Shortly after working on our original review of the HD 6870, I was surprised by the FedEx guy showing up late Wednesday evening with a HD 6870 from Sapphire in hand. Who needs sleep right? I didn’t waste any time firing our test bench back up to put the card to the test. The best part? Because I happened to have two cards sitting here I went ahead and threw them together in Crossfire for a little multi-card action. Of course you have to click the link below to find out how both performed.
Product Name: Sapphire HD6870
Review Sample Provided by: Sapphire Tech
Review by: Wes
Pictures by: Adam and Wes
Core Clock Speed
Memory Clock Speed
900 million polygons/sec
Max Board Power
Sapphire has stuck with ATI's flagship mascot Ruby for their packaging, donning a new outfit consistent with the 6870's box color scheme. Top and bottom edges are lined with a metallic orange, with a table of features including DirectX 11 and Eyefinity support. On the reverse side, Sapphire narrates the hybrid of 3D and HD that the 6870 is capable of, punctuated with a line of review awards the company has attained over the years. More feature thumbnails are found on the opposite half, detailing the card's traits further.
Opposite to the flashy external packaging, a plain cardboard box is contained within. An additional cardboard box is found upon opening this box, which is padded underneath with a egg-carton cardboard container. Removing all this cushion material will reveal the 6870 secured in an anti-static plastic bag, as well as a piece of foam resting under the PCI board to give it support. The manual, installation CD, and accessories including an HDMI cable and VGA to DVI adapter are revealed in the additional box mentioned earlier.
Our Test Rig
Intel i5 661
4 gigs of DDR3 Crucial Ballistix Tracer Ram
Cooler Master Silent Pro M 850 PSU
OCZ Agility SSD
Cooler Master V6 GT
Single Card Performance
Even though we have already covered the HD6870’s performance in our last review, this time around the card is running stock clock speeds. We get to see what difference 40 Mhz on the core speed and 50 Mhz on the memory does for performance.
Just like before the card dominated almost everything we have tested short of the 5870. When pairing up GTS450’s we were able to get 3Dmark Vantage numbers that were close, but in-game numbers didn’t hold a candle to the HD 6870. Not to mention picking up a pair of 450’s is going to hit your pocketbook a little harder, even without figuring in the added cost of an SLI motherboard. As I said earlier in this review, I was curious to see how the performance of a stock 900Mhz card would compare to a slightly overclocked version. To make it simple I have graphed them out below in the crossfire section.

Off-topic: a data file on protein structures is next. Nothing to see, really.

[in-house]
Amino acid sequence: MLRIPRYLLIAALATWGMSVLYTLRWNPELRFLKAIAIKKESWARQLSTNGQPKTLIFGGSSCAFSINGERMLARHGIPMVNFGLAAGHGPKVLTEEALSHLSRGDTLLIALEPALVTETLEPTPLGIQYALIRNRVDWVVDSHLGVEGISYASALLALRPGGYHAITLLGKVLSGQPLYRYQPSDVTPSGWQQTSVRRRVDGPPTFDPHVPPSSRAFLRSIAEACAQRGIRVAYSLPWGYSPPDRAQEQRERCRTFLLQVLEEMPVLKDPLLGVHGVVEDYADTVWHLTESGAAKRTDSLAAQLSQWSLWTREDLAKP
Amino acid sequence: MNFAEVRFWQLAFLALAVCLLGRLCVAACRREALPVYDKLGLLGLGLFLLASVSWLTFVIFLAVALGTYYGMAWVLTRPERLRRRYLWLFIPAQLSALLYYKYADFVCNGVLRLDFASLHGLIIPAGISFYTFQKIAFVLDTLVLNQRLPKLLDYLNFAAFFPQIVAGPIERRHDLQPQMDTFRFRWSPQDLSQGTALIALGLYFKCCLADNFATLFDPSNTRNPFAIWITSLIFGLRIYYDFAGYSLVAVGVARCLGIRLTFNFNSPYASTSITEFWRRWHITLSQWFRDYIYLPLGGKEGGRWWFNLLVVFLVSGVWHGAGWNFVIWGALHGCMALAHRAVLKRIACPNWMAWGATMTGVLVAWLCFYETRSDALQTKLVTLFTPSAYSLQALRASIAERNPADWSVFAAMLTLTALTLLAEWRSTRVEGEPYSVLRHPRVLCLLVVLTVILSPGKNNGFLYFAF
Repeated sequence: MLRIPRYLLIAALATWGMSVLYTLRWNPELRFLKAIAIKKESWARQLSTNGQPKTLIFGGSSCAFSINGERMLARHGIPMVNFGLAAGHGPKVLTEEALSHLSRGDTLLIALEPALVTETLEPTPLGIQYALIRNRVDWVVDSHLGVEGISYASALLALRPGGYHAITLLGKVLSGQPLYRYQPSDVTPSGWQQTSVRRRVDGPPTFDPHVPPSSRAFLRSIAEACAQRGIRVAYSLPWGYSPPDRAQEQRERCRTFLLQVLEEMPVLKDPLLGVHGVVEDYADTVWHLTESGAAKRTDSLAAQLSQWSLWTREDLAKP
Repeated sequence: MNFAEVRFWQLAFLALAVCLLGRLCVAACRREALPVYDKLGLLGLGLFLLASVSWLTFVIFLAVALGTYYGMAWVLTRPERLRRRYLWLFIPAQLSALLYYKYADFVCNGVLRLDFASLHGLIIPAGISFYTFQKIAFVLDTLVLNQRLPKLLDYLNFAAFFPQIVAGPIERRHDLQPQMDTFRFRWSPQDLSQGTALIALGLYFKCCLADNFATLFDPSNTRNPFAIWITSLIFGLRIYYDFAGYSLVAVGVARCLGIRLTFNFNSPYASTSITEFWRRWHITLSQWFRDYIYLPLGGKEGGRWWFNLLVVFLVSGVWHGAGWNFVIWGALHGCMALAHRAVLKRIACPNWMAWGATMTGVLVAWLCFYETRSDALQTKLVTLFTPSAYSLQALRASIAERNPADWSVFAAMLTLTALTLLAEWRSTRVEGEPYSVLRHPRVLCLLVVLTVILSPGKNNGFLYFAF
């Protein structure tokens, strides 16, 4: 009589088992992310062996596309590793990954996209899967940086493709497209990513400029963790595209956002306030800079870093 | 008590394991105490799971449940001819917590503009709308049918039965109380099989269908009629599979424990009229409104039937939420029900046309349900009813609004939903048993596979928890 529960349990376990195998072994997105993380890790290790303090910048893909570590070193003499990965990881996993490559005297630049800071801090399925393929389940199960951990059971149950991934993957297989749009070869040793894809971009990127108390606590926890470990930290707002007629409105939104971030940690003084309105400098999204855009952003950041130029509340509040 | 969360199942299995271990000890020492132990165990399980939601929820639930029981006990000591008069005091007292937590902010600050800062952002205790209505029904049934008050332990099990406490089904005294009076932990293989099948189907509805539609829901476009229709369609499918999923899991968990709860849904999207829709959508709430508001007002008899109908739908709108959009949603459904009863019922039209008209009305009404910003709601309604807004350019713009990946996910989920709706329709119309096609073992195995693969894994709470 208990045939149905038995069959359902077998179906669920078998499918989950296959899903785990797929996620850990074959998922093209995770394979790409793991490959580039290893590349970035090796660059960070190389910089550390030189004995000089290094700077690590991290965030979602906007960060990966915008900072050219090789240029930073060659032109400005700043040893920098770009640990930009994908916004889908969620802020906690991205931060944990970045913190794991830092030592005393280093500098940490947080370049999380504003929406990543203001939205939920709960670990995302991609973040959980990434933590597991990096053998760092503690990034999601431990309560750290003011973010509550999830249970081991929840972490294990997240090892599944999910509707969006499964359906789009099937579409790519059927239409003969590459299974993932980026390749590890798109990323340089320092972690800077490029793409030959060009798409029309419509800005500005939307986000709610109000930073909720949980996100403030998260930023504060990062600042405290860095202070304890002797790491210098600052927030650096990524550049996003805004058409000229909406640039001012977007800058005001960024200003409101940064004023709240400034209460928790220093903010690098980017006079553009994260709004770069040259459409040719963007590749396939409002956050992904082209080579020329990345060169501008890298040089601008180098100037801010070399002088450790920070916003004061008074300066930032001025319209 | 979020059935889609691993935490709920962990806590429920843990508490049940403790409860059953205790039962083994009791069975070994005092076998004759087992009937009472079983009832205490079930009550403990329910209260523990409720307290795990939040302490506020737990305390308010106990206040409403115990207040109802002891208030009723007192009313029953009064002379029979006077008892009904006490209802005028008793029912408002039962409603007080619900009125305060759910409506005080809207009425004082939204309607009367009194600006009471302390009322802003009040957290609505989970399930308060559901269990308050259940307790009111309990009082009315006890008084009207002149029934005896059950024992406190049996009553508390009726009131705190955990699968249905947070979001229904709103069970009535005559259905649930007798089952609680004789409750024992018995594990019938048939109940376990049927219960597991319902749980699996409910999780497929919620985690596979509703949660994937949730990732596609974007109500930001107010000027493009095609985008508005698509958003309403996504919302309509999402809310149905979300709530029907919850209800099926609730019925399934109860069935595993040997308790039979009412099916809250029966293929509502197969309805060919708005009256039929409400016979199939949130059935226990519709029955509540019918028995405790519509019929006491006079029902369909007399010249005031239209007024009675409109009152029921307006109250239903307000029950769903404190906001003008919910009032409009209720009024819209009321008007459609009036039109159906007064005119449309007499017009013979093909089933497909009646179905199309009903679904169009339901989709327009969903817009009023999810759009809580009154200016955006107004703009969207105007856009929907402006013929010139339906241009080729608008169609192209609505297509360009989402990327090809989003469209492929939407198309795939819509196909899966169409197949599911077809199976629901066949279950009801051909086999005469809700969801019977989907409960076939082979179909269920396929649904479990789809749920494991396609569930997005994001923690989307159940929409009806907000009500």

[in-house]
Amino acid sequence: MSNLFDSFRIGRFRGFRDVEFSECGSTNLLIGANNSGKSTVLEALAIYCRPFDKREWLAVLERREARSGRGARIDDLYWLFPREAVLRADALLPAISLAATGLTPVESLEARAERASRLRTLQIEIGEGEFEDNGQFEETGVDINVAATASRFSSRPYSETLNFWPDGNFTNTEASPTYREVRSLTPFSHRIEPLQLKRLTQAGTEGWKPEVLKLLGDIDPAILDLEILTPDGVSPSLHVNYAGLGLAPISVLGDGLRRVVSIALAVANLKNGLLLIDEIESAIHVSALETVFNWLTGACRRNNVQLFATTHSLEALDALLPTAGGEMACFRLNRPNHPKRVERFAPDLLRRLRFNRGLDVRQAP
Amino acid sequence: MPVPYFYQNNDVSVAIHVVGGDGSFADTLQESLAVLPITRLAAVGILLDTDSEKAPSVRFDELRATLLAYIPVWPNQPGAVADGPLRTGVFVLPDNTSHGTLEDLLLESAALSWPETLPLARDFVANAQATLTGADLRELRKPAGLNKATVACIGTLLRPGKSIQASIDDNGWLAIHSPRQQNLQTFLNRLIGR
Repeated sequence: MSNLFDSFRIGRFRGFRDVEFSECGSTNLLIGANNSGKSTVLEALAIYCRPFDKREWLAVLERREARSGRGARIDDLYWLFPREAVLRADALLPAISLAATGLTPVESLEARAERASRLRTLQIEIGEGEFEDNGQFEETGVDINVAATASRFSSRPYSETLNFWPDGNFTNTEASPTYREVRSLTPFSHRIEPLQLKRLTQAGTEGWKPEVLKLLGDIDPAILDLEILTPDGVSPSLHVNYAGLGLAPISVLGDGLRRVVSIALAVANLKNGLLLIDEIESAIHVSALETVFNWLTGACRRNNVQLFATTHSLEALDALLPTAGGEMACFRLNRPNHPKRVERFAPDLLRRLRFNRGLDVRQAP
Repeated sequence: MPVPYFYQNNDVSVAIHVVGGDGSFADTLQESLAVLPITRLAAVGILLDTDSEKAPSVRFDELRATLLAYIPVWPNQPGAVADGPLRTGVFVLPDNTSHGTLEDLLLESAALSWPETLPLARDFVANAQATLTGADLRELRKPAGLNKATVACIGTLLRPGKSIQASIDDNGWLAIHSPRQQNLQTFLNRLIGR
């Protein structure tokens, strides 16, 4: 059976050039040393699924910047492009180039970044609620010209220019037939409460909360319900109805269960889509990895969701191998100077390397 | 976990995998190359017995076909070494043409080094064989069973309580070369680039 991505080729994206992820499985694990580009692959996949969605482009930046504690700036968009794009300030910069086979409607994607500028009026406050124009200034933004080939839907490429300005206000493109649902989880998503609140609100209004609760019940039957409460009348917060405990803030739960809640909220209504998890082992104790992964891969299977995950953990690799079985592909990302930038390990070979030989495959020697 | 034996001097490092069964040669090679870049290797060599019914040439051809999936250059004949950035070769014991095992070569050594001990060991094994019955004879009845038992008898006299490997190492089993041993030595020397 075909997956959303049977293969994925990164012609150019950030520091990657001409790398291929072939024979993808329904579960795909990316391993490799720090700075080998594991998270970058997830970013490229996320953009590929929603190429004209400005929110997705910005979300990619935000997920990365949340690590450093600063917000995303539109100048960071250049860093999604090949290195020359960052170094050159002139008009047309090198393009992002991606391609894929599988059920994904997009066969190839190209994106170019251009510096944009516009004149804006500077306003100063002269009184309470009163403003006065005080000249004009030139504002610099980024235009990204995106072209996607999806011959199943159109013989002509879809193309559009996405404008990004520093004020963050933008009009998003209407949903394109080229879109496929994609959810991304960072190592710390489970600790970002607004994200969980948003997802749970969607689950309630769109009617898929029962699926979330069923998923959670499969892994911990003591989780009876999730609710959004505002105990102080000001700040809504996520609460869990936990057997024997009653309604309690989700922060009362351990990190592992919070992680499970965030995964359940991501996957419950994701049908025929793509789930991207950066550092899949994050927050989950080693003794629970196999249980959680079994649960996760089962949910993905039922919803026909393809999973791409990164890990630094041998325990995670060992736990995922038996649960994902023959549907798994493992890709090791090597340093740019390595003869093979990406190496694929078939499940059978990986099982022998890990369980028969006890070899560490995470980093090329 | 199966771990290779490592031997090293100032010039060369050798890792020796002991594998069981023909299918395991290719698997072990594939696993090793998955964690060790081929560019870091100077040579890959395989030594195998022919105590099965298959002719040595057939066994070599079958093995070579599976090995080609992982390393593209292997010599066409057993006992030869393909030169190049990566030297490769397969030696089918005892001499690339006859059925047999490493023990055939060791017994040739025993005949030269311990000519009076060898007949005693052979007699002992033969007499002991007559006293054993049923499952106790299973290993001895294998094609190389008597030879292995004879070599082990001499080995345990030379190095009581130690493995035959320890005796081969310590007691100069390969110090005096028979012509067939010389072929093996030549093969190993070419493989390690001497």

Surprisingly, the small bump made a nice difference. Such a small bump showed a noticeable improvement in both synthetic and in-game benchmarks. If you decide to pick up an HD6870 I would recommend you consider trying out AMD’s Catalysts built-in overclocking support or, depending on the manufacturer, they may also include their own software for the same purpose.
Dropping two cards together, finally we get to the numbers I have been waiting to see! I won’t waste your time; here they are.
As expected pairing up the 6870s gave a considerable jump in performance, jumping well past the HD5870 that previously topped our charts. Just to get an idea of of how two 480’s perform in Crossfire I contacted one of our writers who has a pair of 480’s and, normally sees results around 30,000 in 3DMark Vantage on the GPU side. Of course those weren’t tested on our test bench so we won’t be including them. But it does give you a good idea where the HD6870’s stand. As for scaling, I was impressed with the HD6870’s 83% increase in performance when pairing it up with a second card. With a loss of performance of 17% you can expect to get your money’s worth if you decide to pick up a second card. Considering the informal results with the 480’s I think a pair of HD6870’s is a steal. You are looking at $460 for two cards that outperform any single card solution and come close in performance to the 480’s that come in at double that cost in an SLI configuration.
Even more impressive is with all of that performance at load the two cards together will be sucking up not too much more than 300 watts. That’s not far from the 250 watts one GTX 480 is capable of pulling. Obviously AMD spent the past year refining their card rather than just trying to get raw performance no matter the heat or power consumption.
We already knew how well a performer the HD6870 was from our prior review, but we did learn a couple important things this time around. First, the cards take to overclocking very well. You can expect to see in-game results with even the smallest bump in clock speed. Second, the cards scale wonderfully in a Crossfire configuration. Our Crossfire performance results were very impressive. You can expect to see an improvement of 83% when adding a second card. To add to that, even in a Crossfire configuration the HD6870 is sipping down just 50 watts more than one GTX 480 at full load.
Even though this generation of card was only a refinement, not a full reset, it’s clear that AMD spent that time working on gaining performance by increasing efficiency rather than just packing more onto the card. Not only am I excited to see what the 69xx cards will hold for us, but obviously NVidia found itself worried enough that they dropped the price of their cards hoping to “foil” AMD’s launch. Because of that you can now find cards that were middle to high end and budget priced. Now is obviously a great time to be a PC gamer, look out 2011.